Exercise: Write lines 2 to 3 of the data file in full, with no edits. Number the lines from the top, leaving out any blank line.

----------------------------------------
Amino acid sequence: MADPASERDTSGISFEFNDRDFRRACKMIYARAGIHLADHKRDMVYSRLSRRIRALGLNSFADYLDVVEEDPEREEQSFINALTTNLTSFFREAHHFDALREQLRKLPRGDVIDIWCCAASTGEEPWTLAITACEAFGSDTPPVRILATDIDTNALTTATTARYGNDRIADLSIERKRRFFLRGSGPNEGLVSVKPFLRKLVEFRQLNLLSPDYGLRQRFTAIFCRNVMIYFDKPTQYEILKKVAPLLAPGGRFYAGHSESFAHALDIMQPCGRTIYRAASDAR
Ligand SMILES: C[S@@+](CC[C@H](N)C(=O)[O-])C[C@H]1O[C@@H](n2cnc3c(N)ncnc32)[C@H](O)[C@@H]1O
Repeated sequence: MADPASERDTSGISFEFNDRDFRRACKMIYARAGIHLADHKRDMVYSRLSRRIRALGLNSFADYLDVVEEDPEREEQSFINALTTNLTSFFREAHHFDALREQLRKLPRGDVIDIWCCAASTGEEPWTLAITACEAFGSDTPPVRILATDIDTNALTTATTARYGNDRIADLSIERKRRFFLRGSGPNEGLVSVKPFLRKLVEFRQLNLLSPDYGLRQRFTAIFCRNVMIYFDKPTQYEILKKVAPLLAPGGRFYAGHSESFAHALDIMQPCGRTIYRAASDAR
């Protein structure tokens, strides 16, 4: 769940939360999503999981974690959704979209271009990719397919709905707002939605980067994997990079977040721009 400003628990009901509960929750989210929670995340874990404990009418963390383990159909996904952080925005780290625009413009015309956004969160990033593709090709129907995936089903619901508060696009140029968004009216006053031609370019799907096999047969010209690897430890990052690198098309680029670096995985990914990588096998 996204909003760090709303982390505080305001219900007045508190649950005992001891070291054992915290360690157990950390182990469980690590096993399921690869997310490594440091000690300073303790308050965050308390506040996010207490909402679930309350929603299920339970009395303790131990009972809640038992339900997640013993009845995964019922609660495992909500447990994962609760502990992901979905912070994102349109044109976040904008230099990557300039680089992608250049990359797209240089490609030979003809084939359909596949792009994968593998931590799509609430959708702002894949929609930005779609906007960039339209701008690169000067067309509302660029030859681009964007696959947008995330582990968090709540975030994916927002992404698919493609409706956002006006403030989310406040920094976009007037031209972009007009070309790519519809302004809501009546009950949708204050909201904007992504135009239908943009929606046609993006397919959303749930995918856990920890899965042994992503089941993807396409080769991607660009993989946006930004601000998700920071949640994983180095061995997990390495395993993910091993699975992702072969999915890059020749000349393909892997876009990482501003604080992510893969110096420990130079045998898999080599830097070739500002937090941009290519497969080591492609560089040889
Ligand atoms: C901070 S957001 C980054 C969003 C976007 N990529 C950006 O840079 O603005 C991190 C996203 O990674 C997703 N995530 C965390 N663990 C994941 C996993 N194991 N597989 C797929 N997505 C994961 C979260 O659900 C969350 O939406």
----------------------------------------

Ligand SMILES: C[S@@+](CC[C@H](N)C(=O)[O-])C[C@H]1O[C@@H](n2cnc3c(N)ncnc32)[C@H](O)[C@@H]1O
Repeated sequence: MADPASERDTSGISFEFNDRDFRRACKMIYARAGIHLADHKRDMVYSRLSRRIRALGLNSFADYLDVVEEDPEREEQSFINALTTNLTSFFREAHHFDALREQLRKLPRGDVIDIWCCAASTGEEPWTLAITACEAFGSDTPPVRILATDIDTNALTTATTARYGNDRIADLSIERKRRFFLRGSGPNEGLVSVKPFLRKLVEFRQLNLLSPDYGLRQRFTAIFCRNVMIYFDKPTQYEILKKVAPLLAPGGRFYAGHSESFAHALDIMQPCGRTIYRAASDAR